Wagner, Howard A.

2010-01-01

190

Responsibility and Effort in Organizations.  

National Technical Information Service (NTIS)

Organizations, like individuals, have distinct identities. In economic competition with individuals, organizations have several advantages. In particular, they provide for the multiplication of human effort and allow for an efficient division of labor. Ta...

B. Latane

1986-01-01

191

Hearing on FBI Counterterrorism Efforts  

NSDL National Science Digital Library

Available on the Washington Post Web site, the above listed link is the entire transcript of the Senate's Judiciary Committee hearing on FBI counterterrorism efforts held on June 6, 2002. Users can view remarks from members of the committee, and hear testimonials from others such as the FBI director and Inspector General Glenn Fine. Although the transcript is rather long, it not only gives information regarding counterterrorism efforts, but also provides insight into the world of Congressional committees and how they operate.

2002-01-01

192

An Examination of Optimism, Pessimism, and Performance Perfectionism as Predictors of Positive Psychological Functioning in Middle-Aged Adults: Does Holding High Standards of Performance Matter Beyond Generalized Outcome Expectancies?  

Microsoft Academic Search

Based on a multifunctional model of perfectionism (E. Chang, Cognitive Ther Res, 30:677–697, 2006), this study examined the\\u000a relations between performance perfectionism, optimism, pessimism, and positive psychological functioning (e.g., self-acceptance,\\u000a positive relations with others, and personal growth) in a sample of 246 middle-aged adults. Results from correlational analyses\\u000a indicated that positive aspects of performance perfectionism, especially positive self-oriented performance perfectionism,

Edward C. Chang

2009-01-01

193

Perceived Effort Saved's Influence on Perceptions of Effort and Accuracy  

Microsoft Academic Search

The cost-benefit framework is a well established behavioral decision making theory and has shown remarkable consistency across a wide range of studies. One of the frameworks main tenets is that decision makers want to minimize effort (cost) and maximize accuracy (benefit) when making a decision. Research suggests that decision makers will adapt their decision- making process to the task by

A. Ross Taylor

194

Using Expectancy Violation To Investigate Student Dissatisfaction In Studio Physics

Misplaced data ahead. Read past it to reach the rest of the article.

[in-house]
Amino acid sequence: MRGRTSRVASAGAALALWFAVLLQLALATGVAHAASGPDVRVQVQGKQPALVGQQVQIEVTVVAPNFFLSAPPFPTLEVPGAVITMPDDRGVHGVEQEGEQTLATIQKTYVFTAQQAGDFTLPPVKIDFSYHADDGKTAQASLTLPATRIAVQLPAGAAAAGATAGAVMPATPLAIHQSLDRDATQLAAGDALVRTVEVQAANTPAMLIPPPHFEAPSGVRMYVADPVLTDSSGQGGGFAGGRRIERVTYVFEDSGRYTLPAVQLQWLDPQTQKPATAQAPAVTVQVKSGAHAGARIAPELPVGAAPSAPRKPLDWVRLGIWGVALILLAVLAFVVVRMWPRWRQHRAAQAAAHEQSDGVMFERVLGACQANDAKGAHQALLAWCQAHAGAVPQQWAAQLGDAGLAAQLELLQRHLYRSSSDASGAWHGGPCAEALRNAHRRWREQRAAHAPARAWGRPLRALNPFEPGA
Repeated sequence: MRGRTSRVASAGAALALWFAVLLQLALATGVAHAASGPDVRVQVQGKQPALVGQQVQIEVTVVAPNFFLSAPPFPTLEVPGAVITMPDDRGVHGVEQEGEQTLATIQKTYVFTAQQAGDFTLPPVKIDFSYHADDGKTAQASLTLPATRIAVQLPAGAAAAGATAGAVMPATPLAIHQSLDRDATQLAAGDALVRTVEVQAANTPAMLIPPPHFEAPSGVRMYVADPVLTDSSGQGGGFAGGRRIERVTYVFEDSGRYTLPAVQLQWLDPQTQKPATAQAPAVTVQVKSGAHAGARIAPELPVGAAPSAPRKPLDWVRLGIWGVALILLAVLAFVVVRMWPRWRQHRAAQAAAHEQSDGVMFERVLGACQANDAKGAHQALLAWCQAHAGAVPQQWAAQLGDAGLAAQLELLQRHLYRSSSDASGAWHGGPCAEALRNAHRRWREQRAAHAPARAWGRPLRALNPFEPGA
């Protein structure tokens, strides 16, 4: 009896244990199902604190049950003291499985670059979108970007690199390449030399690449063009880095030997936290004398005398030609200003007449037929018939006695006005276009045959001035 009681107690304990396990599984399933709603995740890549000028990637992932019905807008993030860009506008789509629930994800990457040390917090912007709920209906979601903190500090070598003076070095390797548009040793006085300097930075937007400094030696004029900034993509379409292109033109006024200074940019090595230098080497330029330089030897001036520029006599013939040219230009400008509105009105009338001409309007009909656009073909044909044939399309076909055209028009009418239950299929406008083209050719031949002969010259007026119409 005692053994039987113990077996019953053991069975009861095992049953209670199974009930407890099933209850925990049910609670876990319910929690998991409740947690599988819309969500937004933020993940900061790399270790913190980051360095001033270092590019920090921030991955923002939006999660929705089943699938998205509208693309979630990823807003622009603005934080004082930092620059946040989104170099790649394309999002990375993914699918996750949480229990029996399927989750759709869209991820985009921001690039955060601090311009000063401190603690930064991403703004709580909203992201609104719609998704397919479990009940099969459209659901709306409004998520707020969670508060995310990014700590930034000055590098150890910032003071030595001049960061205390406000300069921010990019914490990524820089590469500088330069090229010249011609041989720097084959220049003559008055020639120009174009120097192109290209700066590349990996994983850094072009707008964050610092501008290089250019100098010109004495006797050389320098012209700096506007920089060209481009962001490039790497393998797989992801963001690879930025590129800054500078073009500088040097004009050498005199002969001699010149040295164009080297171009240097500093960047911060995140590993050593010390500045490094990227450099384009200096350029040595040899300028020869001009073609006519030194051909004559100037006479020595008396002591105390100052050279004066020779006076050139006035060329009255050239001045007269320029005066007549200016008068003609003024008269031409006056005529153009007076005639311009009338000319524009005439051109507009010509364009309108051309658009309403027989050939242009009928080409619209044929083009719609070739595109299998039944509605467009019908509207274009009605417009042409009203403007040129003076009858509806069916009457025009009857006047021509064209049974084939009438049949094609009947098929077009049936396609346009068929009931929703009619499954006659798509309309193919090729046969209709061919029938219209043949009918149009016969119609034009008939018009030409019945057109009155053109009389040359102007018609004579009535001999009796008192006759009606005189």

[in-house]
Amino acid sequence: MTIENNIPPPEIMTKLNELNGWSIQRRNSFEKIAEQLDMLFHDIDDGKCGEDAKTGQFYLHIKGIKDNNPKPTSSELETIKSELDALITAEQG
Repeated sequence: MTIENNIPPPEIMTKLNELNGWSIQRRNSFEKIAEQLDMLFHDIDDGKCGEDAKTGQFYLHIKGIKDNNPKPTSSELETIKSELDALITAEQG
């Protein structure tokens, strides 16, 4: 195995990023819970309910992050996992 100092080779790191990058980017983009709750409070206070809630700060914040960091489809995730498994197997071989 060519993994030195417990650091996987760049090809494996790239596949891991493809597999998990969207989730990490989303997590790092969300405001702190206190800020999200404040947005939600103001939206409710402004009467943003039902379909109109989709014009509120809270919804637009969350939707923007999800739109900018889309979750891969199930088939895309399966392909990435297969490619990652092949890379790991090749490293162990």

NSDL National Science Digital Library

Physics students, especially those in pedagogically reformed courses, are sometimes dissatisfied with the course structure. Expectancy violation (EV), which arises when studentsâ pedagogical expectations are not met, is a possible cause for this dissatisfaction. Previous research has identified instances of EV in reformed physics classes, but detailed investigations are needed to determine how EV relates to course satisfaction. In this pilot study, we paired a modified Pedagogical Expectancy Violation Assessment (PEVA) with a course satisfaction questionnaire to measure studentsâ perceived expectations, experiences, and satisfaction in three different physics courses: algebra-based SCALE-UP style at EKU (N=61), calculus-based lecture at UCF (N=179), and calculus-based SCALE-UP at UCF (N=88). Course satisfaction was positively correlated with performance and the number of positively-perceived EVs and negatively correlated with the number of negatively-perceived EVs. Studentsâ opinions about the frequency of a few particular activities predicted a large amount of the variability in course satisfaction. While inconclusive, these preliminary results guide reform efforts of the PEVA.

Gaffney, Jon D.; Gaffney, Amy L.; Chini, Jacquelyn J.

2014-01-30

195

Cerebral palsy life expectancy.  

PubMed

The life expectancy of people who have perinatally acquired cerebral palsy can be similar to that of the general population, or it can be reduced substantially. The most important factors that are associated with reduced survival are disabilities of motor, cognitive, or visual functions. Prematurity and low birth weight are associated with lower rates of disability, and better survival. A 2-year-old who has severe cerebral palsy has about a 40% chance of living to age 20, in contrast to a child who has mild cerebral palsy, for whom the chance is 99%. Cerebral palsy, respiratory diseases, epilepsy, and congenital malformation are the most commonly recorded causes of early death. PMID:16765736

Hutton, Jane L

2006-06-01

196

A comparative study of expectant parents ' childbirth expectations.  

PubMed